National Transportation Safety Board
Office of Public Affairs
Washington, D.C. -- The National Transportation Safety Board today determined that the probable cause of an aviation accident in Aspen, Colorado involving a Gulfstream III was the flight crew's operation of the airplane below the minimum descent altitude without visual reference to the runway. Contributing to the accident was the Federal Aviation Administration's (FAA) unclear wording of a Notice to Airmen (NOTAM) regarding the nighttime restriction of the VOR/DME-C approach to the airport. Also cited as contributing factors were the inability of the flight crew to adequately see the mountain terrain because of the darkness and weather conditions, the pressure from the charter customers for the captain to land the airplane, and the delayed departure of the airplane from California, causing the flight to arrive at sunset during the airport's nighttime landing restrictions.
On March 29, 2001, a Gulfstream III owned by Airbourne Charter, Inc. and operated by Avjet Corporation of Burbank, California, with 15 passengers, 2 pilots and 1 flight attendant, crashed on final approach to runway 15 at Aspen-Pitkin County Airport (ASE). The airplane crashed into sloping terrain about 2,400 feet short of the runway threshold. All persons aboard the aircraft died.
The Safety Board's investigation determined the following facts: (1) the flight crew descended below the minimum descent altitude even though the airplane maneuvers and comments on the cockpit voice recorder indicated that neither pilot had established nor maintained visual contact with the runway or its environment; (2) the flight crew did not discuss a missed approach after receiving a third report of a missed approach to the airport and a report of deteriorating visibility in the direction of the approach course; and (3) a copy of the FAA issued NOTAM on March 20, 2001, stating "circling not authorized at night for runway 15 at Aspen" had not been sent to the Aspen tower. Without knowledge of the NOTAM, the approach controller cleared the flight crew for the VOR/DME-C instrument approach procedure.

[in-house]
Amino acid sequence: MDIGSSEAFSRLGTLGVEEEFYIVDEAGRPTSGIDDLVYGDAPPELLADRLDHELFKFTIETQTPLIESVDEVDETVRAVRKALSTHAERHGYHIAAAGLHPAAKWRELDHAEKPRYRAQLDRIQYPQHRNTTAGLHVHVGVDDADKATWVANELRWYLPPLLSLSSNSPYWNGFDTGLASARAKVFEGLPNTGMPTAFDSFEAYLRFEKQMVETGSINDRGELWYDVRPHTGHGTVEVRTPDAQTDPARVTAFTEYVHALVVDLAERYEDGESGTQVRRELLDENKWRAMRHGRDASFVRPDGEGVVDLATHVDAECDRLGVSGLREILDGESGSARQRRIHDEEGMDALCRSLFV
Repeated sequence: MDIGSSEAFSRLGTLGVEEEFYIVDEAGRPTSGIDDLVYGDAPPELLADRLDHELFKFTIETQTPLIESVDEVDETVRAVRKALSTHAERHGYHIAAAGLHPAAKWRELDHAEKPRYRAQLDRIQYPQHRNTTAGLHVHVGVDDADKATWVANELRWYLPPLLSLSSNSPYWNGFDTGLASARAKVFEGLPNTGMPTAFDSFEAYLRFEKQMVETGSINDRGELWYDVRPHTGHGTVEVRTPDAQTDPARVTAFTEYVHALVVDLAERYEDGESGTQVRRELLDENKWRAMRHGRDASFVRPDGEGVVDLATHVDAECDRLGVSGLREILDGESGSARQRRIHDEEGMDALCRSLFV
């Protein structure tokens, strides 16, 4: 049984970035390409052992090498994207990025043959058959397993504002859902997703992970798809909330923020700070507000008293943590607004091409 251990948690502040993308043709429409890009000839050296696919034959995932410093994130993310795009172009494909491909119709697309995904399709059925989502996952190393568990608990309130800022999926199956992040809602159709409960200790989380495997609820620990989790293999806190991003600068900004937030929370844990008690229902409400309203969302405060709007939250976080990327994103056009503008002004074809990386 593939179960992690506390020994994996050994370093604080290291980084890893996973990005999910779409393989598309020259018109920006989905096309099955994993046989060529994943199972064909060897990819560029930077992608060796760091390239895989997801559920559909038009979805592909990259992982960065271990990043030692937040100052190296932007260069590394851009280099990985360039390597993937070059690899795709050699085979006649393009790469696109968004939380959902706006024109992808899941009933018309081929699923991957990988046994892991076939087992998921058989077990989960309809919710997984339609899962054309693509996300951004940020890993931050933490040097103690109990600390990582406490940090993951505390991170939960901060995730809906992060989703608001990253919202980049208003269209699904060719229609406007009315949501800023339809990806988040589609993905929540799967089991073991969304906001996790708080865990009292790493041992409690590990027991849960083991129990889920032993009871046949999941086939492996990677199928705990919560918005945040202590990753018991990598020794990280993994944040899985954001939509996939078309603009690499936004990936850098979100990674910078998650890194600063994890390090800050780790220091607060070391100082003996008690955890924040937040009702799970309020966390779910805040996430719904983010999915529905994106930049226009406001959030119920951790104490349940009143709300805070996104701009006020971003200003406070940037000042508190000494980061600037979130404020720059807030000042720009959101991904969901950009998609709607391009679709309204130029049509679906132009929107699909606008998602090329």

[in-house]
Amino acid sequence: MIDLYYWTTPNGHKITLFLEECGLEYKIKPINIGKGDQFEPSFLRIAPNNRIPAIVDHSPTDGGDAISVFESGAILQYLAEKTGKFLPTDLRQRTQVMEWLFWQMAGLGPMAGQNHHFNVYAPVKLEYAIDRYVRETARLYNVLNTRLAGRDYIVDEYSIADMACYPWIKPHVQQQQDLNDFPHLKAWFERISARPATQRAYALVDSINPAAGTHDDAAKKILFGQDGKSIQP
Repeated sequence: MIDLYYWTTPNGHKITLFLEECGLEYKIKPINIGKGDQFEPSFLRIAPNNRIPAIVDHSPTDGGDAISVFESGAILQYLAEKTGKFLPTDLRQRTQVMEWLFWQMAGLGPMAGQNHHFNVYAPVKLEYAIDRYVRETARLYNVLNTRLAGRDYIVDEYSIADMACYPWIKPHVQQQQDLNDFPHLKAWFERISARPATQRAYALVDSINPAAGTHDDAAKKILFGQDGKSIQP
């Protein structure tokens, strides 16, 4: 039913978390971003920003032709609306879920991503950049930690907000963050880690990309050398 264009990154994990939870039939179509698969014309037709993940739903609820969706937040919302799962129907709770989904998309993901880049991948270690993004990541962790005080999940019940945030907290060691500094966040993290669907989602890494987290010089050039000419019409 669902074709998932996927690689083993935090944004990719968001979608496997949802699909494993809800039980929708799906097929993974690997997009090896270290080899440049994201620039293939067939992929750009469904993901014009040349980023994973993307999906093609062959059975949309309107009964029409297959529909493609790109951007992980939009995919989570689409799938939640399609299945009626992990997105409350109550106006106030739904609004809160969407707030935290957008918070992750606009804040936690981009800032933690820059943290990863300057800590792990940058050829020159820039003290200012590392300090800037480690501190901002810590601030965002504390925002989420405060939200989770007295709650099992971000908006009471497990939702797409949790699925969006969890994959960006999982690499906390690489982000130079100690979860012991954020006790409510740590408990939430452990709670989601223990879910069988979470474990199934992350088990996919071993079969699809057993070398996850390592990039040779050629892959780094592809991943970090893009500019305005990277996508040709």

Following the accident, the FAA became concerned about potential pilot confusion regarding the wording of the NOTAM -- specifically, that pilots might infer that straight-in landings to runway 15 were authorized at night. On March 30, 2001, a revised NOTAM was issued stating, "procedure not authorized at night."
In light of the fact that in mountainous terrain night conditions can exist prior to sunset due to the geography and ambient lighting conditions, the Safety Board issued an emergency Safety Recommendation on April 15, 2002 asking the FAA to:
"Revise any restrictions and prohibitions that currently reference or address 'night' or 'nighttime' flight operations in mountainous terrain so that those restrictions and prohibitions account for the entire potential period of darkness or insufficient ambient light conditions, and establish a method to clearly communicate to flight crews when such restrictions and prohibitions apply.
Following today's Board meeting, the Safety Board made the following recommendation to the FAA:
Revise 14 Code of Federal Regulations Part 135 to require on-demand charter operations that conduct operations with aircraft requiring two or more pilots to establish a Federal Aviation Administration approved crew resource management training program for their flight crews in accordance with 14 CFR Part 121, subparts N and O.
The complete report will be available on the website in about one month. Printed copies of the report may be purchased later this spring from the National Technical Information Service (NTIS) (800) 553-NTIS.
NTSB Media Contact:
Terry N. Williams
The National Transportation Safety Board (NTSB) is an independent federal agency charged with determining the probable cause
of transportation accidents, promoting transportation safety, and assisting victims of transportation accidents and their families.